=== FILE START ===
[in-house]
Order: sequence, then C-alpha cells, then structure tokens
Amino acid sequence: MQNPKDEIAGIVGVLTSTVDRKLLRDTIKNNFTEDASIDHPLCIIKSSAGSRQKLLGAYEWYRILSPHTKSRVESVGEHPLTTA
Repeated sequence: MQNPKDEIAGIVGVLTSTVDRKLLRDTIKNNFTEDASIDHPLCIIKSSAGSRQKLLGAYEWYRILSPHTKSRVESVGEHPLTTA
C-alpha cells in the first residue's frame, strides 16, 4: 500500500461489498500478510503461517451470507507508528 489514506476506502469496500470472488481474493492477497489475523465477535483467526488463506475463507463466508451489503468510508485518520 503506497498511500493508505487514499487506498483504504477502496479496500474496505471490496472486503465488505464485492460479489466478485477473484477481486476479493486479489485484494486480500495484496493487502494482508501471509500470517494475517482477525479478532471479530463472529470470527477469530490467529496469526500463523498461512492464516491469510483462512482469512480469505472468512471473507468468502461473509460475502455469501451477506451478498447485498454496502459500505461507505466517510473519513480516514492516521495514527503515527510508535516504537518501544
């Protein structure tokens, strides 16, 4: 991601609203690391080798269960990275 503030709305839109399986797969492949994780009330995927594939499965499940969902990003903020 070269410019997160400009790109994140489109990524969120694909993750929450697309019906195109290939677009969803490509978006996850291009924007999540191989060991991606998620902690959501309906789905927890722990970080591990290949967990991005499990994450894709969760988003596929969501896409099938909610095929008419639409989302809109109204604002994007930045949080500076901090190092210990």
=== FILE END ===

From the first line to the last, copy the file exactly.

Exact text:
[in-house]
Order: sequence, then C-alpha cells, then structure tokens
Amino acid sequence: MQNPKDEIAGIVGVLTSTVDRKLLRDTIKNNFTEDASIDHPLCIIKSSAGSRQKLLGAYEWYRILSPHTKSRVESVGEHPLTTA
Repeated sequence: MQNPKDEIAGIVGVLTSTVDRKLLRDTIKNNFTEDASIDHPLCIIKSSAGSRQKLLGAYEWYRILSPHTKSRVESVGEHPLTTA
C-alpha cells in the first residue's frame, strides 16, 4: 500500500461489498500478510503461517451470507507508528 489514506476506502469496500470472488481474493492477497489475523465477535483467526488463506475463507463466508451489503468510508485518520 503506497498511500493508505487514499487506498483504504477502496479496500474496505471490496472486503465488505464485492460479489466478485477473484477481486476479493486479489485484494486480500495484496493487502494482508501471509500470517494475517482477525479478532471479530463472529470470527477469530490467529496469526500463523498461512492464516491469510483462512482469512480469505472468512471473507468468502461473509460475502455469501451477506451478498447485498454496502459500505461507505466517510473519513480516514492516521495514527503515527510508535516504537518501544
């Protein structure tokens, strides 16, 4: 991601609203690391080798269960990275 503030709305839109399986797969492949994780009330995927594939499965499940969902990003903020 070269410019997160400009790109994140489109990524969120694909993750929450697309019906195109290939677009969803490509978006996850291009924007999540191989060991991606998620902690959501309906789905927890722990970080591990290949967990991005499990994450894709969760988003596929969501896409099938909610095929008419639409989302809109109204604002994007930045949080500076901090190092210990």